The discussion also touched on the importance of culture, innovation, and equality. Both were despondent about the slow pace of change and limited progress the world over, towards equality both in terms of race and gender, noting that business in general has not done a good job of creating a work environment and a career advancement model that truly meet the needs of women.
Prof. Kramer argued that culture is not only one of the main determinants of how successful a company will be, it is also essential to putting purpose into practice in an organisation. “It is absolutely true that companies, which perform better on gender or racial diversity, outperform other companies. In order to meet the needs of diverse markets, you need a diverse team to lead the effort.”
He acknowledged that business in general has not done a good job of creating a work environment and a career advancement model that truly meet the needs of women.
As regards challenges associated with measuring social impact, Prof. Kramer was adamant that prevailing models such as ESG (environmental, social and governance) reporting, or the lengthy and costly randomised control trials typically undertaken by non-profit organisations or NGOs, simply do not work.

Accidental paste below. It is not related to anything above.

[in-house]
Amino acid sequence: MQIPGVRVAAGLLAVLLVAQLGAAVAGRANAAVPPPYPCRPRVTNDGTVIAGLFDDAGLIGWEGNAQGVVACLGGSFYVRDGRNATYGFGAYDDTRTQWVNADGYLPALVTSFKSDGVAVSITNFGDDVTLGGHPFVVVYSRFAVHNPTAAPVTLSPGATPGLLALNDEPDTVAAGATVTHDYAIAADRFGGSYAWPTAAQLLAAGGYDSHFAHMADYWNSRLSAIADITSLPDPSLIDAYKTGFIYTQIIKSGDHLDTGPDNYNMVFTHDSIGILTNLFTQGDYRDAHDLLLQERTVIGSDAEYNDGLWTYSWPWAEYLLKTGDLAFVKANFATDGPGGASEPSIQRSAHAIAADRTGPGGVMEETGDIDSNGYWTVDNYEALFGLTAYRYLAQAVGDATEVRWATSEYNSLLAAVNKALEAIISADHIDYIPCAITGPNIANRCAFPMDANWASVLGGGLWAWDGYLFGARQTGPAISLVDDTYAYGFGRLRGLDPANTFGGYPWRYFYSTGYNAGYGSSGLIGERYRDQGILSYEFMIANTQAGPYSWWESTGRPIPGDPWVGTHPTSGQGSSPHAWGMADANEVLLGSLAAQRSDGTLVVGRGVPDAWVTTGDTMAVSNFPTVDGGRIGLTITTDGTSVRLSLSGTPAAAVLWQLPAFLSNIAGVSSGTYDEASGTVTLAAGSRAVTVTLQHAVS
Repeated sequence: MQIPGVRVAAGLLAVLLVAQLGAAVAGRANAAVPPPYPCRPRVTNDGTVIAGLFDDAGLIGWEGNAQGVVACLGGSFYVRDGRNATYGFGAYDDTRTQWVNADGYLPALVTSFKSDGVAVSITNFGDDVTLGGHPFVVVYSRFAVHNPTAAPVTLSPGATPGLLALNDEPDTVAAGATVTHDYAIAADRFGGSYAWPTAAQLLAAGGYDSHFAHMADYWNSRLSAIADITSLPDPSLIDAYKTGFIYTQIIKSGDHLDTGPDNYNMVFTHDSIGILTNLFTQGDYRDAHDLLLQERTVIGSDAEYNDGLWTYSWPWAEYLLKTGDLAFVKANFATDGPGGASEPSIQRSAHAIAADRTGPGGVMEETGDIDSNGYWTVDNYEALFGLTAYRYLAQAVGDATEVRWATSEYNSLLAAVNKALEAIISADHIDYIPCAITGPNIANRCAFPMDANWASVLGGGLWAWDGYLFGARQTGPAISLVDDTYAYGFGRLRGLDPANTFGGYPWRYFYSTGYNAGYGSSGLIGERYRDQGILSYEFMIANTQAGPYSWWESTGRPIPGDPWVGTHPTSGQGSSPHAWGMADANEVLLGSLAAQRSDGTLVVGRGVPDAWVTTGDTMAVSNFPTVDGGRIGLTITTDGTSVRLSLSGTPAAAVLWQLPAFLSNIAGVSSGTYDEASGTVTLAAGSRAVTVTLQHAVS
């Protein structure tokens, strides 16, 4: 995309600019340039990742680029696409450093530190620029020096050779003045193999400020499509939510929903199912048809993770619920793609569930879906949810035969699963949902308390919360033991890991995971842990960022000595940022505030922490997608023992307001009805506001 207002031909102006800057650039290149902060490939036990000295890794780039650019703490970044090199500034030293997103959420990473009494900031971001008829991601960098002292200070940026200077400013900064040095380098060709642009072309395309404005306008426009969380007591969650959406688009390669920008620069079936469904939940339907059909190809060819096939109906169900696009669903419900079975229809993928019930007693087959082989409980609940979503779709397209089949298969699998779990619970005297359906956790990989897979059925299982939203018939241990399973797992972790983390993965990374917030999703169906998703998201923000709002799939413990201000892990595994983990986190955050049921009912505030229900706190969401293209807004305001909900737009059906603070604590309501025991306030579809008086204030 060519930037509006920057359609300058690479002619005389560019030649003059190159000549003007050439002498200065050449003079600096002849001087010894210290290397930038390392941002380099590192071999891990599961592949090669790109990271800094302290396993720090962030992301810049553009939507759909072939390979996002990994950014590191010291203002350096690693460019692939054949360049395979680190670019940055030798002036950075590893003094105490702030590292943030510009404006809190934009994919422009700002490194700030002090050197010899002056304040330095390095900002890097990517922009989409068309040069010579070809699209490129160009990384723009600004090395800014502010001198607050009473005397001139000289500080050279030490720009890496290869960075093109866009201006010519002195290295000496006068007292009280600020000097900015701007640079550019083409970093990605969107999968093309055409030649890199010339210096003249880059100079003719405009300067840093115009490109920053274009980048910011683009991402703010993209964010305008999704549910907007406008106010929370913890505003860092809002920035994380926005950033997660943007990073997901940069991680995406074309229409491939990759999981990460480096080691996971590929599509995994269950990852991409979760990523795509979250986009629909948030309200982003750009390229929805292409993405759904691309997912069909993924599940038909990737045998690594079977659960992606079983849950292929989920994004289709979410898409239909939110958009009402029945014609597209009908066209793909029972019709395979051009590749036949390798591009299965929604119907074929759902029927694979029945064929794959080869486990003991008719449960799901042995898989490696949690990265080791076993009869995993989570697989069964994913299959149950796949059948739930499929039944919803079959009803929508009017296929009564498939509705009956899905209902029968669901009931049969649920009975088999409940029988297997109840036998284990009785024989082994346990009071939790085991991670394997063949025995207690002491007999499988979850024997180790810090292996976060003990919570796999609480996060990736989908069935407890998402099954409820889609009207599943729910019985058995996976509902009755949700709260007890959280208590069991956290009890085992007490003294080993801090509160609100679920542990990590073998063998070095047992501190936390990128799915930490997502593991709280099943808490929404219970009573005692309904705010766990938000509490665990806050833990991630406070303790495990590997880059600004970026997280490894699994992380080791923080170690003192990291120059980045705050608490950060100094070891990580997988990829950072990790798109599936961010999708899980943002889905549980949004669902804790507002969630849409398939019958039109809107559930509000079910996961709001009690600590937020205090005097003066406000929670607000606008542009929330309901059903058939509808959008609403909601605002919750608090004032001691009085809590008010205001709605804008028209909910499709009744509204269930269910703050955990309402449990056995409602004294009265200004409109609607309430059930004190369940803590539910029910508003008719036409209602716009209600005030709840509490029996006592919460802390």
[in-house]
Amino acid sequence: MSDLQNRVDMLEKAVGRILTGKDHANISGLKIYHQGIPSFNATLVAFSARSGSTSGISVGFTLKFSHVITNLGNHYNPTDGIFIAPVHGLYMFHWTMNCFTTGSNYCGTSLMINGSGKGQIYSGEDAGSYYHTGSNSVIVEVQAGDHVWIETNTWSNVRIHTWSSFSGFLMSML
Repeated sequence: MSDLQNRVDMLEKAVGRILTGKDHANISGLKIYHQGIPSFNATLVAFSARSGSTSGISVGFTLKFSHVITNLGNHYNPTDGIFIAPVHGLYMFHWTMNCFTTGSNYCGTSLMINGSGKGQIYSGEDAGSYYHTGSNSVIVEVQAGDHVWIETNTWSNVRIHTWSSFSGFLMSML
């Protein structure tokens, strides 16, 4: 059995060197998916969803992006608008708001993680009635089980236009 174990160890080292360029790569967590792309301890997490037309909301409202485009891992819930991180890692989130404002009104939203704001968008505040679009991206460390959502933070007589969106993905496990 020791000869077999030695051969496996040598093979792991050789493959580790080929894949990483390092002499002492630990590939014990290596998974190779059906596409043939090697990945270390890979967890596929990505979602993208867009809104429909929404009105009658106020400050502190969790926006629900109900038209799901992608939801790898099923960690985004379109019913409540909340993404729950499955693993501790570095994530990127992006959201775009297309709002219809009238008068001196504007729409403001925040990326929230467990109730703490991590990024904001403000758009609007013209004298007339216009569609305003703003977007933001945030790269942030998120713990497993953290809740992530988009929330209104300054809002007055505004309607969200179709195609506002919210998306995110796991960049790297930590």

Said Prof Kramer: “In order to measure social impact, business should focus in on the two or three areas where your social impact connects with the profitability and competitive positioning of your company. If you focus on those handful of issues, you will see that it’s not hard to measure progress at all.”
In closing, Prof Kramer passionately reflected on the opportunity for Africa to become one of the dominant economic forces in the world. “I think there’s a wonderful opportunity for Africa to really embrace Shared Value thinking and leapfrog much of the rest of the world.”
“My hope is that companies in Africa will be able to leapfrog their counterparts by building businesses from the ground up that take into account issues of diversity in their workforce, issues around the environmental impact they have and how the company can contribute to the wellbeing of the citizens and the regions within which it operates, in ways that strengthen its competitive advantage,” he concluded.
Key points to take home from this dialogue.
- Culture is essential to putting purpose into practice and to bring real equality and diversity about within organisations, there must be a mandatory policy in place.
- Innovation is critical for remaining relevant and staying ahead of competitors and creating shared values for all stakeholders. People and businesses that embrace innovation grow faster. More importantly, by embracing innovation, Africa has a unique opportunity to leapfrog its developed counterparts, but business must do this collaboratively in order to leave no one behind.
- The bottom-line is that companies with culturally diverse and gender inclusive employment profiles generally outperform their competitors. So by including more women in business not only helps to preserve their rights, but it is also good for business. Also, when companies start to focus on the social dimension as an integral part of their strategy, they become more profitable and successful.